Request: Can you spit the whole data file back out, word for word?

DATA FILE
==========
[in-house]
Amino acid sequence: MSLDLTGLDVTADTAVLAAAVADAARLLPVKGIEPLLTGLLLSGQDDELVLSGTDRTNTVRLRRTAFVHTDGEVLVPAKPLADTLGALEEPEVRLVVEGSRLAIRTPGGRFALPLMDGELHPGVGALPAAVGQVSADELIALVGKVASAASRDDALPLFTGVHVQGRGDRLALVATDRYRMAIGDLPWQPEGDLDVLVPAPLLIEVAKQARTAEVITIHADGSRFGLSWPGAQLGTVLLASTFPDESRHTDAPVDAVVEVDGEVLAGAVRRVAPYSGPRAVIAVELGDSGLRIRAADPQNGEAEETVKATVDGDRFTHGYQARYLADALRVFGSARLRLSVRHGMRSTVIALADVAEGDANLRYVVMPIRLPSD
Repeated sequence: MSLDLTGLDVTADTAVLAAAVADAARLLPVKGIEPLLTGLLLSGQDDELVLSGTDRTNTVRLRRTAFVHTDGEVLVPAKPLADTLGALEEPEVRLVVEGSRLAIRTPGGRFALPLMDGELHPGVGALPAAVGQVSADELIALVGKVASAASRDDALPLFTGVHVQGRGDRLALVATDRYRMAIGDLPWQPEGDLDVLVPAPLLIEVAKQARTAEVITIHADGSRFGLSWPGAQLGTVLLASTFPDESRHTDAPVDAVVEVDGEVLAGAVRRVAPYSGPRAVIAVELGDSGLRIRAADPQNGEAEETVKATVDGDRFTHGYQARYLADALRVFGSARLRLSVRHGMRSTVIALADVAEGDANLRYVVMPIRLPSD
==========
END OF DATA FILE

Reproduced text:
[in-house]
Amino acid sequence: MSLDLTGLDVTADTAVLAAAVADAARLLPVKGIEPLLTGLLLSGQDDELVLSGTDRTNTVRLRRTAFVHTDGEVLVPAKPLADTLGALEEPEVRLVVEGSRLAIRTPGGRFALPLMDGELHPGVGALPAAVGQVSADELIALVGKVASAASRDDALPLFTGVHVQGRGDRLALVATDRYRMAIGDLPWQPEGDLDVLVPAPLLIEVAKQARTAEVITIHADGSRFGLSWPGAQLGTVLLASTFPDESRHTDAPVDAVVEVDGEVLAGAVRRVAPYSGPRAVIAVELGDSGLRIRAADPQNGEAEETVKATVDGDRFTHGYQARYLADALRVFGSARLRLSVRHGMRSTVIALADVAEGDANLRYVVMPIRLPSD
Repeated sequence: MSLDLTGLDVTADTAVLAAAVADAARLLPVKGIEPLLTGLLLSGQDDELVLSGTDRTNTVRLRRTAFVHTDGEVLVPAKPLADTLGALEEPEVRLVVEGSRLAIRTPGGRFALPLMDGELHPGVGALPAAVGQVSADELIALVGKVASAASRDDALPLFTGVHVQGRGDRLALVATDRYRMAIGDLPWQPEGDLDVLVPAPLLIEVAKQARTAEVITIHADGSRFGLSWPGAQLGTVLLASTFPDESRHTDAPVDAVVEVDGEVLAGAVRRVAPYSGPRAVIAVELGDSGLRIRAADPQNGEAEETVKATVDGDRFTHGYQARYLADALRVFGSARLRLSVRHGMRSTVIALADVAEGDANLRYVVMPIRLPSD